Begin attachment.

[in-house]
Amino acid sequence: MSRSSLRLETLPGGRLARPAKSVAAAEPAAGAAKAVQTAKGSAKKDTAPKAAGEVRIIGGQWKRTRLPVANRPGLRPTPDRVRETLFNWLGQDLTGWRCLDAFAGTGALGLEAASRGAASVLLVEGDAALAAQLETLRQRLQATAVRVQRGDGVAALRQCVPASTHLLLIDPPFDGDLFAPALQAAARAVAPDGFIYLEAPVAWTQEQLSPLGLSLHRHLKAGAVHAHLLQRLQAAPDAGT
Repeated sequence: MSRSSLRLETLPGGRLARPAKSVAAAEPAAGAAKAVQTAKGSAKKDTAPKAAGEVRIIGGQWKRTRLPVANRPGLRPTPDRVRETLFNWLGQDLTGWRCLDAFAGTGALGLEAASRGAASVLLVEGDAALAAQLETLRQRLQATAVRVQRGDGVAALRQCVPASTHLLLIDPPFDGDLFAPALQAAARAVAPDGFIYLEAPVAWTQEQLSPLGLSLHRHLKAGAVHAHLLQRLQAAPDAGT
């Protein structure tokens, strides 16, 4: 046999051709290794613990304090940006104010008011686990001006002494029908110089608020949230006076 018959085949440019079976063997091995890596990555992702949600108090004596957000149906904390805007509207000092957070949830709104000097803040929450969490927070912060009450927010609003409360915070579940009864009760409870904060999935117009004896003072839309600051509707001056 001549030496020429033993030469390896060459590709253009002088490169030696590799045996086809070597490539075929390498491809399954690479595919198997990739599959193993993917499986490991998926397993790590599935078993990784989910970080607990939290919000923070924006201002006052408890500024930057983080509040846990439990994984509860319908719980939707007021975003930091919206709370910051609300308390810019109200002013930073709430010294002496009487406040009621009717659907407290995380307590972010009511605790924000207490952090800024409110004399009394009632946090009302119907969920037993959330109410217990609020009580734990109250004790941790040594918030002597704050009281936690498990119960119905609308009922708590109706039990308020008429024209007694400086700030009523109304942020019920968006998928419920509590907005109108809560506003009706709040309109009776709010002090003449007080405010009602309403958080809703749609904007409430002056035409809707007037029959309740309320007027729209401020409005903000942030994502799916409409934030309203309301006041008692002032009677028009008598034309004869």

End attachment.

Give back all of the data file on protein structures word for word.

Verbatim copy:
[in-house]
Amino acid sequence: MSRSSLRLETLPGGRLARPAKSVAAAEPAAGAAKAVQTAKGSAKKDTAPKAAGEVRIIGGQWKRTRLPVANRPGLRPTPDRVRETLFNWLGQDLTGWRCLDAFAGTGALGLEAASRGAASVLLVEGDAALAAQLETLRQRLQATAVRVQRGDGVAALRQCVPASTHLLLIDPPFDGDLFAPALQAAARAVAPDGFIYLEAPVAWTQEQLSPLGLSLHRHLKAGAVHAHLLQRLQAAPDAGT
Repeated sequence: MSRSSLRLETLPGGRLARPAKSVAAAEPAAGAAKAVQTAKGSAKKDTAPKAAGEVRIIGGQWKRTRLPVANRPGLRPTPDRVRETLFNWLGQDLTGWRCLDAFAGTGALGLEAASRGAASVLLVEGDAALAAQLETLRQRLQATAVRVQRGDGVAALRQCVPASTHLLLIDPPFDGDLFAPALQAAARAVAPDGFIYLEAPVAWTQEQLSPLGLSLHRHLKAGAVHAHLLQRLQAAPDAGT
């Protein structure tokens, strides 16, 4: 046999051709290794613990304090940006104010008011686990001006002494029908110089608020949230006076 018959085949440019079976063997091995890596990555992702949600108090004596957000149906904390805007509207000092957070949830709104000097803040929450969490927070912060009450927010609003409360915070579940009864009760409870904060999935117009004896003072839309600051509707001056 001549030496020429033993030469390896060459590709253009002088490169030696590799045996086809070597490539075929390498491809399954690479595919198997990739599959193993993917499986490991998926397993790590599935078993990784989910970080607990939290919000923070924006201002006052408890500024930057983080509040846990439990994984509860319908719980939707007021975003930091919206709370910051609300308390810019109200002013930073709430010294002496009487406040009621009717659907407290995380307590972010009511605790924000207490952090800024409110004399009394009632946090009302119907969920037993959330109410217990609020009580734990109250004790941790040594918030002597704050009281936690498990119960119905609308009922708590109706039990308020008429024209007694400086700030009523109304942020019920968006998928419920509590907005109108809560506003009706709040309109009776709010002090003449007080405010009602309403958080809703749609904007409430002056035409809707007037029959309740309320007027729209401020409005903000942030994502799916409409934030309203309301006041008692002032009677028009008598034309004869």